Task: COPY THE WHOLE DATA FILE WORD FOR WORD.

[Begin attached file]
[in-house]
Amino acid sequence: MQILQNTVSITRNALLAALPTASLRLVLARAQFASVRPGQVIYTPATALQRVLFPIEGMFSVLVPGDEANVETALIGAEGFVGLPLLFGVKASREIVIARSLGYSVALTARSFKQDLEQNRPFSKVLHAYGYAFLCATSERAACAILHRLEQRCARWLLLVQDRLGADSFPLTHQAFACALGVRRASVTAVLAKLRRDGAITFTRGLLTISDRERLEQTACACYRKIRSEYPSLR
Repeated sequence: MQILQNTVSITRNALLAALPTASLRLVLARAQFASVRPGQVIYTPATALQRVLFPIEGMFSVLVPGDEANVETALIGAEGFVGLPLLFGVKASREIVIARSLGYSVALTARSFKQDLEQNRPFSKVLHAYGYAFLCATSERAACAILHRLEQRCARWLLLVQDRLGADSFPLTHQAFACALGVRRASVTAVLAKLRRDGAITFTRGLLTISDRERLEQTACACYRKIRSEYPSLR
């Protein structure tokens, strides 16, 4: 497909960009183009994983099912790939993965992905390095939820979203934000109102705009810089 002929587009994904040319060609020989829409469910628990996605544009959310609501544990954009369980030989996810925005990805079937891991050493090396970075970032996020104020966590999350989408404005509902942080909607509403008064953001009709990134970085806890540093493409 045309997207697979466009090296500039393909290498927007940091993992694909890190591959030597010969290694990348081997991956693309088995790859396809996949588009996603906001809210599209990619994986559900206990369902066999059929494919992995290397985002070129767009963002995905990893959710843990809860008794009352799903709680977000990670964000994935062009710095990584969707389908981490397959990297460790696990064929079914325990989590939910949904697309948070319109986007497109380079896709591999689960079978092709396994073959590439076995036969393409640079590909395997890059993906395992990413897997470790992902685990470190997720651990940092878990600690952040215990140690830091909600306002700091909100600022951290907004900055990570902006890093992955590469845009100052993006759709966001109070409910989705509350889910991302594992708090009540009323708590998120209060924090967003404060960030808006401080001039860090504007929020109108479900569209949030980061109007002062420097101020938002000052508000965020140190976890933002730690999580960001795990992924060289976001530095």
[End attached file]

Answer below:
[in-house]
Amino acid sequence: MQILQNTVSITRNALLAALPTASLRLVLARAQFASVRPGQVIYTPATALQRVLFPIEGMFSVLVPGDEANVETALIGAEGFVGLPLLFGVKASREIVIARSLGYSVALTARSFKQDLEQNRPFSKVLHAYGYAFLCATSERAACAILHRLEQRCARWLLLVQDRLGADSFPLTHQAFACALGVRRASVTAVLAKLRRDGAITFTRGLLTISDRERLEQTACACYRKIRSEYPSLR
Repeated sequence: MQILQNTVSITRNALLAALPTASLRLVLARAQFASVRPGQVIYTPATALQRVLFPIEGMFSVLVPGDEANVETALIGAEGFVGLPLLFGVKASREIVIARSLGYSVALTARSFKQDLEQNRPFSKVLHAYGYAFLCATSERAACAILHRLEQRCARWLLLVQDRLGADSFPLTHQAFACALGVRRASVTAVLAKLRRDGAITFTRGLLTISDRERLEQTACACYRKIRSEYPSLR
């Protein structure tokens, strides 16, 4: 497909960009183009994983099912790939993965992905390095939820979203934000109102705009810089 002929587009994904040319060609020989829409469910628990996605544009959310609501544990954009369980030989996810925005990805079937891991050493090396970075970032996020104020966590999350989408404005509902942080909607509403008064953001009709990134970085806890540093493409 045309997207697979466009090296500039393909290498927007940091993992694909890190591959030597010969290694990348081997991956693309088995790859396809996949588009996603906001809210599209990619994986559900206990369902066999059929494919992995290397985002070129767009963002995905990893959710843990809860008794009352799903709680977000990670964000994935062009710095990584969707389908981490397959990297460790696990064929079914325990989590939910949904697309948070319109986007497109380079896709591999689960079978092709396994073959590439076995036969393409640079590909395997890059993906395992990413897997470790992902685990470190997720651990940092878990600690952040215990140690830091909600306002700091909100600022951290907004900055990570902006890093992955590469845009100052993006759709966001109070409910989705509350889910991302594992708090009540009323708590998120209060924090967003404060960030808006401080001039860090504007929020109108479900569209949030980061109007002062420097101020938002000052508000965020140190976890933002730690999580960001795990992924060289976001530095």